- Fluent in World Language: While most candidates will not be native-speakers, they should be fluent in the language. Please ask another language teacher to sit-in on the interview in order to speak with the candidate in the target language.
- Differentiates instruction: Candidates describing a typical lesson should include student-student interaction and activities that cover most, if not all, of the four language skills (speaking, listening, reading and writing).
- International experience: Strong candidates will have studied abroad, or at least have foreign-travel experience.
- Additional NYSAFLT Resources
- Scholarships for Teachers – numerous scholarships are available for World Language teachers who are members of NYSAFLT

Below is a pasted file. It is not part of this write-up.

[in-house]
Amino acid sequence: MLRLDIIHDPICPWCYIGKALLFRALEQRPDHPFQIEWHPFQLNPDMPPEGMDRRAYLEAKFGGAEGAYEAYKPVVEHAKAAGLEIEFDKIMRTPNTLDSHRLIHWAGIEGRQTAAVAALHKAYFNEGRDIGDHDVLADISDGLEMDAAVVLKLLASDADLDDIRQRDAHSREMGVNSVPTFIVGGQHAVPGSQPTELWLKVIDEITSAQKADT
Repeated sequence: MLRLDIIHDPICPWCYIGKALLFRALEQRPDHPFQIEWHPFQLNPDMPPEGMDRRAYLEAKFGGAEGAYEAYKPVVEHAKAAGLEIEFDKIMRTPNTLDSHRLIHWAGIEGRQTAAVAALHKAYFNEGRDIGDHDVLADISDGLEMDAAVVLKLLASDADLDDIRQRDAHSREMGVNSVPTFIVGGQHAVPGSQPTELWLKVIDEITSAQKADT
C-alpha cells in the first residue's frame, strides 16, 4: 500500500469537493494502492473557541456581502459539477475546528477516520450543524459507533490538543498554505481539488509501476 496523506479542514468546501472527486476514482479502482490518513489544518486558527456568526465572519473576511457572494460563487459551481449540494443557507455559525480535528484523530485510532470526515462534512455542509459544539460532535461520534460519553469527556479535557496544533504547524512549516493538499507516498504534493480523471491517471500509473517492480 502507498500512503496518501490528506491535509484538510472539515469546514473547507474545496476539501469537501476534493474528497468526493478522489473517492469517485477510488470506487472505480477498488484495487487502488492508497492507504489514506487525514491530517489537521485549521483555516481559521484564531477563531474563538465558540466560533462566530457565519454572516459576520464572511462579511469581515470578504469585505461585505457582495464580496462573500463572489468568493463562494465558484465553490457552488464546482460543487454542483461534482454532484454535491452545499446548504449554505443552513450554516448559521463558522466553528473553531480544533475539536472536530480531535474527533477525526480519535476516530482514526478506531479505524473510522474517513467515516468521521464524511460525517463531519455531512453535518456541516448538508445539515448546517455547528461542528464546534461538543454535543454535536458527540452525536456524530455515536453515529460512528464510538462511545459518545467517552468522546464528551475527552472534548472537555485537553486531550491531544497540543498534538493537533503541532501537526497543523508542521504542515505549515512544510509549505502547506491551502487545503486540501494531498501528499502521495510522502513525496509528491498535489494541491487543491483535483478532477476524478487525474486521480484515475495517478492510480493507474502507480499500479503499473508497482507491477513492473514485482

- Speakers Bureau – search and connect with a World Language professional who could offer your staff an in-service workshop.
- Regional Director Contacts – connect with your regional NYSAFLT representative
- Sister Rose Aquin Caimano Distinguished Administrator Award – this annual award seeks to celebrate the contributions made by an administrator to the World Language profession. Contact NYSAFLT for details.
|The information on this page was compiled by:
William Anderson (Massapequa School District), Chair
Ken Hughes (Elizabethtown-Lewis Central School District)
Cindy Kennedy (Kenton School District)
Al Martino (Guilderland Schools)
Jennifer Nesfield (Northport-East Northport School District)
Marie Nuzzi (Garden City High School)
Rosa Riccio-Pietanza (NYCBOE)
Updated September 2011 by:
John Carlino, NYSAFLT Executive Director (Kenmore West High School)